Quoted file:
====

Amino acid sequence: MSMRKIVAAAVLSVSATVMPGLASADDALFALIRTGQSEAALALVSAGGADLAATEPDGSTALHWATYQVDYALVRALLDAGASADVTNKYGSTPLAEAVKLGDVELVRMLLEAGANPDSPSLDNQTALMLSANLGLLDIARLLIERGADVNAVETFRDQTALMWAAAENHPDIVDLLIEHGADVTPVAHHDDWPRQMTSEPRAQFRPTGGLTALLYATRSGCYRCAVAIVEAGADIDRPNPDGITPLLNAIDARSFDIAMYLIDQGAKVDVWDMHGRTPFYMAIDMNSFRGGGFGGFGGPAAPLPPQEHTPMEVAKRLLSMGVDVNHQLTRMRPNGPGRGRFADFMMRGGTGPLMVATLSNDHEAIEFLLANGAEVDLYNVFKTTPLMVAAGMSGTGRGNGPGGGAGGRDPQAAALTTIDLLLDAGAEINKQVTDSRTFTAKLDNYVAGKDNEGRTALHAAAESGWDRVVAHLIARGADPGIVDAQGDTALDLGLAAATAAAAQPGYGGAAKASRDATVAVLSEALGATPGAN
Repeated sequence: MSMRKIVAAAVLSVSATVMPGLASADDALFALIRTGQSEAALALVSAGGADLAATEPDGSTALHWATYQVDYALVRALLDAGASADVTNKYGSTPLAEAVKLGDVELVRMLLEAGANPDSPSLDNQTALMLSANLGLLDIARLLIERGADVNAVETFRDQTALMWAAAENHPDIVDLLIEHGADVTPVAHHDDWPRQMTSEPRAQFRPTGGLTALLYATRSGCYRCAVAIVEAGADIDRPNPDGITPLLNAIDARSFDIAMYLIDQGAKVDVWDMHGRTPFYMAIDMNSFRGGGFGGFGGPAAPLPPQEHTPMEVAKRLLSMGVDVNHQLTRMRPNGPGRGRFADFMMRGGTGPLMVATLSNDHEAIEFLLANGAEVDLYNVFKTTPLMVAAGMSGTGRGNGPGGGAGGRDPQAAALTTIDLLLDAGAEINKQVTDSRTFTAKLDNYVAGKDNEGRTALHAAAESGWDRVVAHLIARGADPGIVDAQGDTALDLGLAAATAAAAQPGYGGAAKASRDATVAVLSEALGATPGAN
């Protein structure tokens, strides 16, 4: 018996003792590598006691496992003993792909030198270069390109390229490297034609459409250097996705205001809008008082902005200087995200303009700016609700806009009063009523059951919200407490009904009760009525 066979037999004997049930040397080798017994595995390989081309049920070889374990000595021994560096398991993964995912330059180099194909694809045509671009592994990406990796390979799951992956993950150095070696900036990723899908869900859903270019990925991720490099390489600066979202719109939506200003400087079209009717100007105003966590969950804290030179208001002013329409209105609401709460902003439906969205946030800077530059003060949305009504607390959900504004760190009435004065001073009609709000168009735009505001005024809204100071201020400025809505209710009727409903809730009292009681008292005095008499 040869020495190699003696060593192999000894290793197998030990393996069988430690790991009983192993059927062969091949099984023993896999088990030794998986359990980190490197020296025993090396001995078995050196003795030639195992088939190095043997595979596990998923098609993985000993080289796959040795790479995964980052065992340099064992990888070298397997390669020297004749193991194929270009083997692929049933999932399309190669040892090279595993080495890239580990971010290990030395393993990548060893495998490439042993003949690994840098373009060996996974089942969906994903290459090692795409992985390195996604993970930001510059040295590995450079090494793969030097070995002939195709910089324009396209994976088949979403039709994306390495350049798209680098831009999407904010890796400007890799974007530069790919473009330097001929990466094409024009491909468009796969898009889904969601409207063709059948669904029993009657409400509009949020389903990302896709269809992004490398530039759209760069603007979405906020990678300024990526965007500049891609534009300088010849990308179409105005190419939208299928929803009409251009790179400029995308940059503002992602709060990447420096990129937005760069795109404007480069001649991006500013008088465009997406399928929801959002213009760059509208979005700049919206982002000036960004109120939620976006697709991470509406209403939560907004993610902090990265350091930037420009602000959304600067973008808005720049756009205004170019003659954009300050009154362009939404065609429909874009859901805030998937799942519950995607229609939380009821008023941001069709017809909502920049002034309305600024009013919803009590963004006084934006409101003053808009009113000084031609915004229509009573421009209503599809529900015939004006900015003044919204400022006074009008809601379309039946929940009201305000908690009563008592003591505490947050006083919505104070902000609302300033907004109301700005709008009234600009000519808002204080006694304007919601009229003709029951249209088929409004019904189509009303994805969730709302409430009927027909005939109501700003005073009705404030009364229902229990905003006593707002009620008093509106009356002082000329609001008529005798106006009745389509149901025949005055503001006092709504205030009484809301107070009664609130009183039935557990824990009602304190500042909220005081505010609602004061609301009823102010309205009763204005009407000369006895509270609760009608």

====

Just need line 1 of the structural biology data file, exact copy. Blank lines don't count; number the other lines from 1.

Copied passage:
Amino acid sequence: MSMRKIVAAAVLSVSATVMPGLASADDALFALIRTGQSEAALALVSAGGADLAATEPDGSTALHWATYQVDYALVRALLDAGASADVTNKYGSTPLAEAVKLGDVELVRMLLEAGANPDSPSLDNQTALMLSANLGLLDIARLLIERGADVNAVETFRDQTALMWAAAENHPDIVDLLIEHGADVTPVAHHDDWPRQMTSEPRAQFRPTGGLTALLYATRSGCYRCAVAIVEAGADIDRPNPDGITPLLNAIDARSFDIAMYLIDQGAKVDVWDMHGRTPFYMAIDMNSFRGGGFGGFGGPAAPLPPQEHTPMEVAKRLLSMGVDVNHQLTRMRPNGPGRGRFADFMMRGGTGPLMVATLSNDHEAIEFLLANGAEVDLYNVFKTTPLMVAAGMSGTGRGNGPGGGAGGRDPQAAALTTIDLLLDAGAEINKQVTDSRTFTAKLDNYVAGKDNEGRTALHAAAESGWDRVVAHLIARGADPGIVDAQGDTALDLGLAAATAAAAQPGYGGAAKASRDATVAVLSEALGATPGAN